Polynesian Cultural Center

The name of this attraction on the North Shore of Oahu suggests that visitors will experience a deep dive into the rich culture of the islands of Polynesia. Sadly, travelers have described it as a tacky, commercial theme park run by the Church of Jesus Christ of Latter-Day Saints instead. It opened in 1963 as a means by which students of the Church College of Hawaii (since renamed Brigham Young University-Hawaii) could fund their studies.


Created to showcase the traditions of Polynesia, the Cultural Center has evolved into a series of performances and schlocky entertainment pitched at tourists. One Tripadvisor contributor boldly declared it a "tourist trap." It features areas that represent the islands of Polynesia, games, demonstrations, cultural presentations, and more, but for many, it feels like a Disneyfied version of the real thing. As a commenter on Reddit put it, the "presentations felt very sanitized and like they bordered on making fun of the cultures."

Arizona Memorial

Pearl Harbor National Monument is worth seeking out. While it's filled with tourists, it's definitely not a trap. There are several different sections within Pearl Harbor, but some seem to get more attention than others. For example, many travelers insist on trying to see the Arizona Memorial and site, an homage to the sunken warship in the waters off Oahu. It's free to visit, but you must reserve tickets in advance — they can sell out fast. The whole experience is highly regimented as a result, with timings and transfers to the monument strictly enforced.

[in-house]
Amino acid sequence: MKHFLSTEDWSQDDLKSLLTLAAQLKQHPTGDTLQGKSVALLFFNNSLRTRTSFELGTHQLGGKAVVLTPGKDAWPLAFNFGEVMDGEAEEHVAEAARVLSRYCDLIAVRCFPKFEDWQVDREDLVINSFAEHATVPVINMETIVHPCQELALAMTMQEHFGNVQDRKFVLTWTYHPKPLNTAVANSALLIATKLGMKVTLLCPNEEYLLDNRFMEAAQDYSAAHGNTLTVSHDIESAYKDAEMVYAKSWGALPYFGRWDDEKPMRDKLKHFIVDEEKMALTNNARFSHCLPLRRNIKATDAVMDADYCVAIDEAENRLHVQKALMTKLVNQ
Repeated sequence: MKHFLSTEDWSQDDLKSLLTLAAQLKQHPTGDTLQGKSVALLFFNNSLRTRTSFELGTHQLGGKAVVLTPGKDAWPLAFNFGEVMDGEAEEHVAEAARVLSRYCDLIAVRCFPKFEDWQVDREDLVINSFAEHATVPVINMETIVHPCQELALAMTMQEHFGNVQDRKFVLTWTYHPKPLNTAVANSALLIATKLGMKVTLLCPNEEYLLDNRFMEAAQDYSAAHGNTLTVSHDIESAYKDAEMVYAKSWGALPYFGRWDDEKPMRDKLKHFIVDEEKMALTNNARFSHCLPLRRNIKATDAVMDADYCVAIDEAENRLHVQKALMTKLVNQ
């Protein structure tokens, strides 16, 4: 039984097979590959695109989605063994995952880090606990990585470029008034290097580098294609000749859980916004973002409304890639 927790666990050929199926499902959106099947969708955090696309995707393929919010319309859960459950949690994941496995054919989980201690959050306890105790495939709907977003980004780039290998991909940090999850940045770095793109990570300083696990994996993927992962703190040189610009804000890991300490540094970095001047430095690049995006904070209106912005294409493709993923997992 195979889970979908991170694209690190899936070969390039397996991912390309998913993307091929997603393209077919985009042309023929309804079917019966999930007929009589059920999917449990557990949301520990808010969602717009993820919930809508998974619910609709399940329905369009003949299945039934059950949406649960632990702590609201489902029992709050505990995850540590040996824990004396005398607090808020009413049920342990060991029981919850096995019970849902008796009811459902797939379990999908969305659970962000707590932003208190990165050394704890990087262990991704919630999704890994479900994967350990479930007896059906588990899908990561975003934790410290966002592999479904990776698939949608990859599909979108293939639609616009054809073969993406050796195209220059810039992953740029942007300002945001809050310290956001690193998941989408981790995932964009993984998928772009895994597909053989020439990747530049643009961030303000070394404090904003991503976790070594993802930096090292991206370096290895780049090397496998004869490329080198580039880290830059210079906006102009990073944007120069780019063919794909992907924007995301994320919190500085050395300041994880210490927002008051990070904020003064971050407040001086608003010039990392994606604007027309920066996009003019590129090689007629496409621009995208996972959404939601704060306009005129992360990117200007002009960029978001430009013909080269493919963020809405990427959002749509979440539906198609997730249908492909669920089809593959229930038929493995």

Many other sites worth seeking out don't get as much attention. One such option is the Pacific Fleet Submarine Museum, which provides a fascinating look at life under the water. It has a 4.3 rating on Yelp. Visitors can walk around the "USS Bowfin," which downed ships in the Pacific while in service between 1943 and 1945.

Hanauma Bay Preserve

While it's hard to fault the excellent snorkeling at Hanauma Bay Preserve — it's actually one of the best places to snorkel in the islands — it is another Oahu dependable that has grown too successful for its own good. Entry requires purchasing a timed ticket, which costs $25 for non-Hawaii residents. The preserve closes two days a week, so if you want to visit on a Monday or Tuesday, you can't.


Frequently, tour buses mob the location, making snorkeling stressful. If you can look past all that, try this place out, but there are quieter, cheaper places to snorkel that will be just as enjoyable. On Oahu's North Shore, Sharks Cove is a rocky beach with many fish and cool tide pools. On Maui, the rocky Honolua Bay requires swimmers to kick out a distance to the reef, but one Tripadvisor reviewer called it "a fantastic snorkel spot."

Ko Olina

On Oahu, this area of scooped-out beachfront and large resorts feels a little too perfect. On the island's west coast, known as the leeward coast, Ko Olina is a swathe of land and sea. It spreads across 642 acres, has fine vistas of the Pacific, and looks at verdant mountains behind and up and down the coast. Along the shore sits a series of lagoons, four semi-circles that each look like an apple slice and are so uniform that they don't feel natural. 


Behind the lagoons are a number of high-end resorts, including one operated by Disney and a full golf course. It might sound like paradise to some readers, but in essence, it is a self-contained luxe area. This part of Oahu is another example of calculated commercialism and feels distanced from the true spirit of Hawaii. One Redditor described it as a "nice, peaceful, privileged area to live" with "lots of tourists."